I learned much during my conversations with American Catholics. I discovered very many who are working hard to meet the challenges facing us all and to give voice to their needs, as is their right and obligation under Canon 212. I also heard from many priests who are concerned about the future of their parishes and their ministries. Sadly, many do not feel free to speak openly about their concerns. This must be a matter of concern to you as president of the USCCB. I do not believe that there is any place for fear or intimidation in our Church, and yet I found it time and again in my talks with fellow priests. I also found this same intimidation in the attempts to prevent Catholics from hearing me in Boston, Philadelphia and Detroit.
My hope is that my visit contributed to an authentic Christian conversation that must take place across our Church in every country. As we all are inspired by the example of Pope Francis, we should engage in an honest dialogue about the challenges we must overcome in making our Church a sign of the Kingdom and a sacrament to the world of the 21st century. As you know, I and my fellow priests have been working in Austria and in other parts of Europe to cultivate this dialogue. We stand ready to assist you here in the U.S. in any way we can to encourage the same honest and fearless exchange of views.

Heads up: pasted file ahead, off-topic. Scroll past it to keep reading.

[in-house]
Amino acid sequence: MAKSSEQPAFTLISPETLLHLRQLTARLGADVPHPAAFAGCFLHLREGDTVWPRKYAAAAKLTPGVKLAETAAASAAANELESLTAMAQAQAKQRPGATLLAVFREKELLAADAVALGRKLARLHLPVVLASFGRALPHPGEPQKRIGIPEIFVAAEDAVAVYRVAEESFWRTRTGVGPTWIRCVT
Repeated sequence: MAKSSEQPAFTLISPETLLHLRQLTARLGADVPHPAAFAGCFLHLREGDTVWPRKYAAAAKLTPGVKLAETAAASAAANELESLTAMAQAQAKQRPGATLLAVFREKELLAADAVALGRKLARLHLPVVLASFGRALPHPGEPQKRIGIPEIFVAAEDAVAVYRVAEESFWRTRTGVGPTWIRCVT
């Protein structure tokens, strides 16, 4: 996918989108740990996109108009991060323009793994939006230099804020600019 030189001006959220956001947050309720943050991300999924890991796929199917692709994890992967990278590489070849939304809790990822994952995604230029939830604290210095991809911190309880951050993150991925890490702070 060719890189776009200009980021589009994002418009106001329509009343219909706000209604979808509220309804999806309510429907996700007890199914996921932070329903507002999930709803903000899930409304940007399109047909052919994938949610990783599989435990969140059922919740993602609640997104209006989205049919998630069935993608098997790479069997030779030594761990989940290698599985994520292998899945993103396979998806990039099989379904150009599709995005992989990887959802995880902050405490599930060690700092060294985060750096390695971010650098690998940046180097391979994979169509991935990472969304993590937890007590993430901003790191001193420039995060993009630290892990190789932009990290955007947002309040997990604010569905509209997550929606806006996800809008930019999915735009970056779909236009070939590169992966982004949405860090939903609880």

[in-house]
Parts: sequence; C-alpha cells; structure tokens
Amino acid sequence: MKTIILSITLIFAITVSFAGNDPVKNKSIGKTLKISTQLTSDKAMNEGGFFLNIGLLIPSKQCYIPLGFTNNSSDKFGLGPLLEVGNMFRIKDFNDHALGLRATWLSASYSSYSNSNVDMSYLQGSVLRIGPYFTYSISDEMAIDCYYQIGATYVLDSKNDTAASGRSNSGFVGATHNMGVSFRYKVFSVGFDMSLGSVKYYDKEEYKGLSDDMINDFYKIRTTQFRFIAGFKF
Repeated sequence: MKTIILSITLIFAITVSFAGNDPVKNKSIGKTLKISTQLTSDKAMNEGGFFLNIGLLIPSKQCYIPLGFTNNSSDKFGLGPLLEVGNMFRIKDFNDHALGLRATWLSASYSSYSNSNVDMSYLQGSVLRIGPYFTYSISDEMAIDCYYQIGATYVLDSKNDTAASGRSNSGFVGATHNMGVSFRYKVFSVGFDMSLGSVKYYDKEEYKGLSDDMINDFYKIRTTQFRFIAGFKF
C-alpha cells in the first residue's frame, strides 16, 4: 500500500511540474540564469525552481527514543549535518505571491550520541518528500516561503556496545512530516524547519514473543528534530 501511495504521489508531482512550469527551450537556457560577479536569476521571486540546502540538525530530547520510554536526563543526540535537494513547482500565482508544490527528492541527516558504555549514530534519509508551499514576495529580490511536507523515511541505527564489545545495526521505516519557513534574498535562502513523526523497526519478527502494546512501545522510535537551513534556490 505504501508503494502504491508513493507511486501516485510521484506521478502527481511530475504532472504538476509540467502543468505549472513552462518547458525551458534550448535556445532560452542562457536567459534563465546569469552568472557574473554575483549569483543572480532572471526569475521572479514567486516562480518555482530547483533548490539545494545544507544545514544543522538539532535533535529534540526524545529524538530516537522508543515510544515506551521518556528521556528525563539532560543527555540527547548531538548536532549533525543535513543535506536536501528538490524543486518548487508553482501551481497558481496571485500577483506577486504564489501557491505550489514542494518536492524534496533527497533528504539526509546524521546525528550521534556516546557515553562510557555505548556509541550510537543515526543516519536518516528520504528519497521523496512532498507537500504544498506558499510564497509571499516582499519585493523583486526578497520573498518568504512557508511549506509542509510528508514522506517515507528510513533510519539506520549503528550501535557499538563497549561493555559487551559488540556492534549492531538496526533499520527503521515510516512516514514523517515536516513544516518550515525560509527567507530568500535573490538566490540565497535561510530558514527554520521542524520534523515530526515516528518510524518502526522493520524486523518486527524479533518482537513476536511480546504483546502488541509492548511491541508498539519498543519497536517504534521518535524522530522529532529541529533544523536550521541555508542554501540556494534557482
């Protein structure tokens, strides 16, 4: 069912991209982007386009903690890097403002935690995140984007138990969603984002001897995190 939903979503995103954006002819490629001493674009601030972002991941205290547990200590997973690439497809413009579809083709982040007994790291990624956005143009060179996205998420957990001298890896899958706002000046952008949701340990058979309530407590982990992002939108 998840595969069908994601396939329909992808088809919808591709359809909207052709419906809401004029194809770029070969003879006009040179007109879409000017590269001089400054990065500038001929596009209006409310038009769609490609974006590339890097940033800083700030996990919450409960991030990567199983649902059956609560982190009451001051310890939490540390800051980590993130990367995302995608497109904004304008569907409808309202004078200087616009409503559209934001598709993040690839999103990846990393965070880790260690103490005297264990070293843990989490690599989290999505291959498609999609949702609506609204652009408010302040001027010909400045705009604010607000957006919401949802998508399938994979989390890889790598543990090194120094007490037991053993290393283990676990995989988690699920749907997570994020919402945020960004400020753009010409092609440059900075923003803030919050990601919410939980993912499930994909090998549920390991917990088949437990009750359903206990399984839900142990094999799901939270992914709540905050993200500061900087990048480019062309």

In the peace of Jesus Christ,
Rev. Helmut Schüller
The archbishop given expansive oversight by the Vatican of U.S. Catholic sisters told their annual assembly Tuesday (Aug. 13) he seeks to be their “brother and friend.” The brief remarks by Seattle Archbishop J. Peter Sartain came in the opening session of the four-day meeting of the Leadership Conference of Women Religious (LCWR).” By Joshua McElwee, National Catholic Reporter
Read McElwee’s entire article by clicking here.
Fr. James Connell, a retired Milwaukee priest who helped found a national network of clergy and sisters committed to reporting instances of sexual abuse within the church, offered advice Tuesday for Catholic leaders dealing with the pedophilia scandal: Come clean.” By Mark Rhode, National Catholic Reporter
Read Rhode’s entire article by clicking here.
Gender inequality exists in the Catholic church because men and women forget they cannot be “fully human” without one another, a key Vatican cardinal said in May. “Man without woman is not fully human,” Cardinal João Braz de Aviz said. “And woman without man is not fully human either. Each without the other is a piece of humanity, incomplete.
“Throughout history, we have had many difficulties in this area,” Braz de Aviz said. “History became a primarily masculine enterprise. For many reasons — political, anthropological — this mode also dominated religion …
“Obedience and authority need to be re-visioned,” Braz de Aviz said. “An authority that commands kills. An authority that serves generates life. An obedience that merely copies what the other says infantilizes, makes us less human.”